Name that pupfish!

Getting to name new species must be one of the small pleasures of being a biologist. And if you’ve spent much of your Ph.D. painstakingly breeding thousands of hybrids of tiny fish, then flown with them to the Bahamas, you might as well have some fun with the naming, too.

Chris Martin, a graduate student working with Peter Wainwright in the Department of Evolution and Ecology, has been studying species of pupfish in some small lakes on the island of San Salvador in the Bahamas. There are about 50 species of pupfish across the Americas, and they are all pretty much the same — except in these lakes, where Martin found some oddities including a pupfish that crushes snails in its jaws and a fish that eats scales off other fish.

BGI, UC Davis to host international genomics conference this Fall

The cutting-edge role of genomics — large-scale sequencing and analysis of DNA — in medicine, agriculture and science will be the topics of  the Second International Conference on Genomics in the Americas, to be held in Sacramento, Sept. 12-13. The conference is being organized by BGI, the world’s largest DNA-sequencing institute and UC Davis.

More information and registration available here.

“The conference will present a powerful platform to share research in basic and applied genomics and advance new approaches to sequencing and bioinformatics,” write Huanming (Henry) Yang, chairman of BGI and Harris Lewin, vice chancellor for research at UC Davis, in announcing the conference.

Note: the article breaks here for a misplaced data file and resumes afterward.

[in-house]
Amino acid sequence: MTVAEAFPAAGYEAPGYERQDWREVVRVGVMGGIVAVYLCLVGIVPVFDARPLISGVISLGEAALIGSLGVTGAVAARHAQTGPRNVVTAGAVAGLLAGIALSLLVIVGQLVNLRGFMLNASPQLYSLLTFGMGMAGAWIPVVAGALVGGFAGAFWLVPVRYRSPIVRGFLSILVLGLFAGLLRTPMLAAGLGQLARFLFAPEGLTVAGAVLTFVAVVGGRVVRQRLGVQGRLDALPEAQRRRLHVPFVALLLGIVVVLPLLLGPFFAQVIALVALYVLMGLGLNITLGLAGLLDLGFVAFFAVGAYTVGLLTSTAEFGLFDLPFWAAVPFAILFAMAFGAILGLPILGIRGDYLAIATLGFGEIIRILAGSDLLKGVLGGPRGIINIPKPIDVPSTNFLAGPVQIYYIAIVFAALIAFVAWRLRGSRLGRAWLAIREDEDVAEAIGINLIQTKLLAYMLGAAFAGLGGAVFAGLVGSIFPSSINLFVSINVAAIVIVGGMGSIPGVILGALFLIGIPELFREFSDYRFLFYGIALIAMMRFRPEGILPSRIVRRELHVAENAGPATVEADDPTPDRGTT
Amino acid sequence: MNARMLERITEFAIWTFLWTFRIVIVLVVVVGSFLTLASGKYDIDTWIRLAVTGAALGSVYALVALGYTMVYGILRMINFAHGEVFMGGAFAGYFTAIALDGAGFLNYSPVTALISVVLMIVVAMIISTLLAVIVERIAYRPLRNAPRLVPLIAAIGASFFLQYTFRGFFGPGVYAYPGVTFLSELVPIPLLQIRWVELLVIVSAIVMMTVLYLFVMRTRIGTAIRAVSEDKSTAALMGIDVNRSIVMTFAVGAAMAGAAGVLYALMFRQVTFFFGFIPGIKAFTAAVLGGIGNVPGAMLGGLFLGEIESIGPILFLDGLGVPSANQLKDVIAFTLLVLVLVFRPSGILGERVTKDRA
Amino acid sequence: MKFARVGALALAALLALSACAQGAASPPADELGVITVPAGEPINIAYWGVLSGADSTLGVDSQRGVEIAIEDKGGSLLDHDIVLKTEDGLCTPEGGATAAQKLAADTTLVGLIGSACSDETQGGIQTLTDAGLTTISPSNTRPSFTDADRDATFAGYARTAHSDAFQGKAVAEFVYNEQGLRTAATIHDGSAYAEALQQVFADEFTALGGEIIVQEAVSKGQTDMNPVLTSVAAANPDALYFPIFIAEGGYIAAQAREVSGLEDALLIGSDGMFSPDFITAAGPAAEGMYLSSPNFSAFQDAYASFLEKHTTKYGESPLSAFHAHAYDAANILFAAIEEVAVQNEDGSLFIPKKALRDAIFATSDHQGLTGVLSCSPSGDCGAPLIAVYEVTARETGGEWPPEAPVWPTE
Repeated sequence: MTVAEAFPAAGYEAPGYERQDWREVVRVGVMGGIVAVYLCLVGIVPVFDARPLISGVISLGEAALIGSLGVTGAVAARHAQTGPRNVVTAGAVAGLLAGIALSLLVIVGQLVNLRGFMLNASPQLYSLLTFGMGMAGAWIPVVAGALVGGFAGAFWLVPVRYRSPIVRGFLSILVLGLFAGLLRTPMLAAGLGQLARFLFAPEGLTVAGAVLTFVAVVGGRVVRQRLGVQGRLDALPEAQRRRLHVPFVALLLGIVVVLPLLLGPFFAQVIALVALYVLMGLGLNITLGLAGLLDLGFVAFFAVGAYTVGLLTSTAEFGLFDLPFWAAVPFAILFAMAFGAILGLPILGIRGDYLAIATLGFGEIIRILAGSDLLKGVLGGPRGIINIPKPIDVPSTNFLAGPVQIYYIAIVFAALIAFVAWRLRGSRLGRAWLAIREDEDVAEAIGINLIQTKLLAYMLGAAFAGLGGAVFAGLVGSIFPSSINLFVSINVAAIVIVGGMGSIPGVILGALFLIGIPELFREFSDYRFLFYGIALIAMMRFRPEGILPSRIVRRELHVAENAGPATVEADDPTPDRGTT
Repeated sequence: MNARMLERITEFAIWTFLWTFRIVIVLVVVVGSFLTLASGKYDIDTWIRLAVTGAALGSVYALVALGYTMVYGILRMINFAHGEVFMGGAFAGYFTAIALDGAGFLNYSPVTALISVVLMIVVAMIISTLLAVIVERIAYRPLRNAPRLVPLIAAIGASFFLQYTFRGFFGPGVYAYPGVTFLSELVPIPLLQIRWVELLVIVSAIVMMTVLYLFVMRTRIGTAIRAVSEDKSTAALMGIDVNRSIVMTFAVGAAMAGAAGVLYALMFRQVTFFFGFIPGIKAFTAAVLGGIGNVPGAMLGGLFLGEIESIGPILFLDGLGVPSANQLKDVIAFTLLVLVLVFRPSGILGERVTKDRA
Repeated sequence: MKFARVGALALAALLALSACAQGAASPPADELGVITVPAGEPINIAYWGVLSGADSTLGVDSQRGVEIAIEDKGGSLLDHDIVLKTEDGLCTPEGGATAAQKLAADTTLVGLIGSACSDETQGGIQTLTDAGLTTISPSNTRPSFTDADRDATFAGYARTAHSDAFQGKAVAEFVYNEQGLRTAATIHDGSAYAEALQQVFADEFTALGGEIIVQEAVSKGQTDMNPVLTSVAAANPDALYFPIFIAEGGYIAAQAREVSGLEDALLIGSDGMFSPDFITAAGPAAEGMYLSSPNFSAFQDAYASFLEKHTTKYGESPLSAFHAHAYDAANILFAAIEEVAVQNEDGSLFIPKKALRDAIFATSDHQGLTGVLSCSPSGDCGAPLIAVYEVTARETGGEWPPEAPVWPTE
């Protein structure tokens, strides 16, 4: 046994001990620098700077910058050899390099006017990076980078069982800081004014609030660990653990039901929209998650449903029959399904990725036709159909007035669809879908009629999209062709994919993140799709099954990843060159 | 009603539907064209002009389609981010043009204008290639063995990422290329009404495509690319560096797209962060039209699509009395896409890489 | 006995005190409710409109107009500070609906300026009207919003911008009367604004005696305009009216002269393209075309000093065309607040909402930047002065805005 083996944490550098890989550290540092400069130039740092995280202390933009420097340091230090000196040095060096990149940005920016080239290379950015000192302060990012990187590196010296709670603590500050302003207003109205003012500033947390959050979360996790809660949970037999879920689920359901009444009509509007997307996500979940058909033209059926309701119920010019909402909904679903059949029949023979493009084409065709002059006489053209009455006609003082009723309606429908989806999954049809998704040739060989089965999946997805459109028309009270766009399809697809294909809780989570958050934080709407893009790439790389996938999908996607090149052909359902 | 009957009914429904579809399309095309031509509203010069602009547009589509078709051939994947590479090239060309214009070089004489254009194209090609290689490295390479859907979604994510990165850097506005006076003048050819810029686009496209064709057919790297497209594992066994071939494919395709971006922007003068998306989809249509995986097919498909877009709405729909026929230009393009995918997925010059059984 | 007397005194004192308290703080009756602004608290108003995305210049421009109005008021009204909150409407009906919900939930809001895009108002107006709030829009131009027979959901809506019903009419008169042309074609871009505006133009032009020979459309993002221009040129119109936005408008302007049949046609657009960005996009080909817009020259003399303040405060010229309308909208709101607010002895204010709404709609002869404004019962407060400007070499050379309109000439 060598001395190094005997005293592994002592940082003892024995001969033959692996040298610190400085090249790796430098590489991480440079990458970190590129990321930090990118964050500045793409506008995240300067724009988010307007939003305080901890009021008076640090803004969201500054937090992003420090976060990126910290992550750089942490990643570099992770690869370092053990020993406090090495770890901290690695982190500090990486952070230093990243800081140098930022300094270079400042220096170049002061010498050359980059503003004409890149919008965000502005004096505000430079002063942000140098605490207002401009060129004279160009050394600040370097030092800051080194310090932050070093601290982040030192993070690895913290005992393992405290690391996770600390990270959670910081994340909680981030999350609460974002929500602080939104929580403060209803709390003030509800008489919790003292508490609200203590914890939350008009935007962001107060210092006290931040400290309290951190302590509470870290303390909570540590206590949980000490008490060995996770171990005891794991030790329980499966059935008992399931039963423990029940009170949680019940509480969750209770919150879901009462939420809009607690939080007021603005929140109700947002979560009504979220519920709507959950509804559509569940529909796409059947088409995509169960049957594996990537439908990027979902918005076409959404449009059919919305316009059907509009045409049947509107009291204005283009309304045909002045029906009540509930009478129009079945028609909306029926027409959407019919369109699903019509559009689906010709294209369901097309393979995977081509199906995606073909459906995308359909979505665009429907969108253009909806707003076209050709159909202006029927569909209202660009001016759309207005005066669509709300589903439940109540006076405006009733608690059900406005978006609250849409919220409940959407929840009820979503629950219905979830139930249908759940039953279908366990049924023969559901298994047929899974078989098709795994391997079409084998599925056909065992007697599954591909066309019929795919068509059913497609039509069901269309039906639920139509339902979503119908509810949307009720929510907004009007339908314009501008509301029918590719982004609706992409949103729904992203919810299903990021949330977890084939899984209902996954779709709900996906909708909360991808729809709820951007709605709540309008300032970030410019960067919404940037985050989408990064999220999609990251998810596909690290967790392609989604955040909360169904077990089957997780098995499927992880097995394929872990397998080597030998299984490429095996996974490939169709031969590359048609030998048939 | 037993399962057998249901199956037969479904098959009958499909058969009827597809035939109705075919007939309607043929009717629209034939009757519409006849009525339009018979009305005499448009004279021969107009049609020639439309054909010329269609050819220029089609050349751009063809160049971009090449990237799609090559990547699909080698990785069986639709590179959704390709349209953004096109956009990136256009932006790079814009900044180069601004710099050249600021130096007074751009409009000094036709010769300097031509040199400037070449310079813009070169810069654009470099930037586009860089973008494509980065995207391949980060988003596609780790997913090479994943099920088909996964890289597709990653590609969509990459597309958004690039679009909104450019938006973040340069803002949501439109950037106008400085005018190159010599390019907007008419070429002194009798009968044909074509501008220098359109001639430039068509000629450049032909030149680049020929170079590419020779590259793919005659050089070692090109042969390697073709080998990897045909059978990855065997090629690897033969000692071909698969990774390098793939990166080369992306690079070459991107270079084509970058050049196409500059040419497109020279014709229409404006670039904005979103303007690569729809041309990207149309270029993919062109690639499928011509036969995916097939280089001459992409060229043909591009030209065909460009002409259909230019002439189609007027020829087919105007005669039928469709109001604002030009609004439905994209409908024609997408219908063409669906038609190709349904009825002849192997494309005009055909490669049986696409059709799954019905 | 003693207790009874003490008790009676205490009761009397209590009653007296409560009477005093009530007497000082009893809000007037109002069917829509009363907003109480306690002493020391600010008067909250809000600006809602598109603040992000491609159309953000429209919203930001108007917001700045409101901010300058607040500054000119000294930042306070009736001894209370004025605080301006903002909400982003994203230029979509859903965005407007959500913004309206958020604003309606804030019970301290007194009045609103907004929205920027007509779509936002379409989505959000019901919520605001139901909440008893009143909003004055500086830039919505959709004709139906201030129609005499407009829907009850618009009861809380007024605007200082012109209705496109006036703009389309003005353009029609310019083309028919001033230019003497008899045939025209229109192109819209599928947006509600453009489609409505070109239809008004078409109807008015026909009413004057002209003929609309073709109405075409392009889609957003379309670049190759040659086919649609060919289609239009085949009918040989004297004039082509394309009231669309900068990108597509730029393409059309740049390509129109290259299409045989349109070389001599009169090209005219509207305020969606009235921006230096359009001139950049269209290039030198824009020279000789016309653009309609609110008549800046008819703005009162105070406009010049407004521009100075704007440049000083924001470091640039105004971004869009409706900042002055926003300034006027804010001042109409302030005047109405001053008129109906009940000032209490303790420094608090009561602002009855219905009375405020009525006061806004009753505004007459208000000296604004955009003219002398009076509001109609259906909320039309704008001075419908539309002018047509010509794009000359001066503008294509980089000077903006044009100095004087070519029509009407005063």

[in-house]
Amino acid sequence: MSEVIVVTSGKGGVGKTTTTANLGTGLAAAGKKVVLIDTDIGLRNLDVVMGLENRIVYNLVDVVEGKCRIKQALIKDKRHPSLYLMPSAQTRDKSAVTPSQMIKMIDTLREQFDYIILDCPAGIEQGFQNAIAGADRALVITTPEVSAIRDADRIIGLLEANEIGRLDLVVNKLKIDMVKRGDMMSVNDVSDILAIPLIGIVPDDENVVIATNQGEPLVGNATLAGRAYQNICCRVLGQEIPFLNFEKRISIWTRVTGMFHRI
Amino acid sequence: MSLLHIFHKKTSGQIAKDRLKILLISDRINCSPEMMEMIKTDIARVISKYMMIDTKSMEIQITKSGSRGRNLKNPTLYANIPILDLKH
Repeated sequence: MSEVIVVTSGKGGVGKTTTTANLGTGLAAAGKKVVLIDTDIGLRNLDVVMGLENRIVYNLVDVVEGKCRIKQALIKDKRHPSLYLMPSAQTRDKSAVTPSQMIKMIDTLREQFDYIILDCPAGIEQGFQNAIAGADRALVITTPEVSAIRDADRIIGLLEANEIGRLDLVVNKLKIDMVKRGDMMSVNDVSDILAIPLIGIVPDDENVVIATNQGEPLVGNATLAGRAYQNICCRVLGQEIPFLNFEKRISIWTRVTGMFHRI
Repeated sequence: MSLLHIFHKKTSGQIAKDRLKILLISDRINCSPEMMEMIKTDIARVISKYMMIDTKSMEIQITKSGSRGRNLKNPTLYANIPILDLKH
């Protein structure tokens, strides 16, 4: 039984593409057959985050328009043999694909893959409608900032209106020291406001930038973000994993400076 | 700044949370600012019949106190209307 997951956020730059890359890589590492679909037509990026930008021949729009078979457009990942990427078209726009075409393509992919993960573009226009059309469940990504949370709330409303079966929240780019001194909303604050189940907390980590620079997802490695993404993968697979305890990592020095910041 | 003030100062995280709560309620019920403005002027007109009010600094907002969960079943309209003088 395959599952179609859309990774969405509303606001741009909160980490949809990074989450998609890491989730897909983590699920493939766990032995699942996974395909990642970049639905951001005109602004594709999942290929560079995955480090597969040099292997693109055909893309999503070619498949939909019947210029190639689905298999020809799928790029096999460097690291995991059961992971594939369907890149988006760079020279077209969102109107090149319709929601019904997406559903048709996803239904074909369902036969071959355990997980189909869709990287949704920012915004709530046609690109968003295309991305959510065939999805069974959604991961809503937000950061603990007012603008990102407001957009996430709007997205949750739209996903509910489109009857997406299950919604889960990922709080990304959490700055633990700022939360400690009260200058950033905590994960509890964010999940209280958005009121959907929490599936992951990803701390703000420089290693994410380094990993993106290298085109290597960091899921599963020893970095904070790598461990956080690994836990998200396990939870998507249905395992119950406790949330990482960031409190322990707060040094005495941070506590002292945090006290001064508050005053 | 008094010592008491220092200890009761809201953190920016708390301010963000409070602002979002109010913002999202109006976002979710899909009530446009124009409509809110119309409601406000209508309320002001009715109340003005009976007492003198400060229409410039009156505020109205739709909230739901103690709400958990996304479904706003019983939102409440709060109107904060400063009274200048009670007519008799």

Tour campus museums on Super Science Saturday, Feb. 2

Museum Day FlierThe day before Super Bowl Sunday, take an afternoon for some super science museums. UC Davis’s second annual Biodiversity Museum Day will take place Saturday, February 2, from 1 to 4 pm.  The event is a special opportunity to go behind-the-scenes to learn how research is conducted and to see some of the curators’ favorite pieces. Visitors are invited to spend time exploring displays, talking with scientists, and participating in fun activities and crafts.

“Mothers and Others” wins book awards

UC Davis Professor emerita of Anthropology Sarah Blaffer Hrdy has been awarded the J. I. Staley Prize from the School of Advanced Research in Santa Fe for her book, Mothers and Others: The evolutionary origins of mutual understanding (Harvard University Press, 2009). The Staley Prize, which includes a cash award of $10,000, is awarded to a living author for a book that exemplifies outstanding, innovative scholarship and writing in anthropology, especially books that cross disciplinary boundaries.

BGI President Yang: “Let’s collaborate” on century of life science

Big numbers — of DNA base pairs sequenced, numbers of genomes completed, volumes of data collected and dollars invested — were in the air Nov. 9 when Dr. Huanming (Henry) Yang, president and cofounder of BGI (formerly the Beijing Genomics Institute) gave a talk on campus.

Henry Yang

Huanming (Henry) Yang, president of BGI, answering a question following his talk at UC Davis, Nov. 9. (Joe Proudman)

During his visit to campus, Yang visited the new BGI@UC Davis joint facility at the Sacramento campus as well as the Genome Center on the Davis campus. His visit was sponsored by the Office of Research and the Department of Medical Microbiology and Immunology.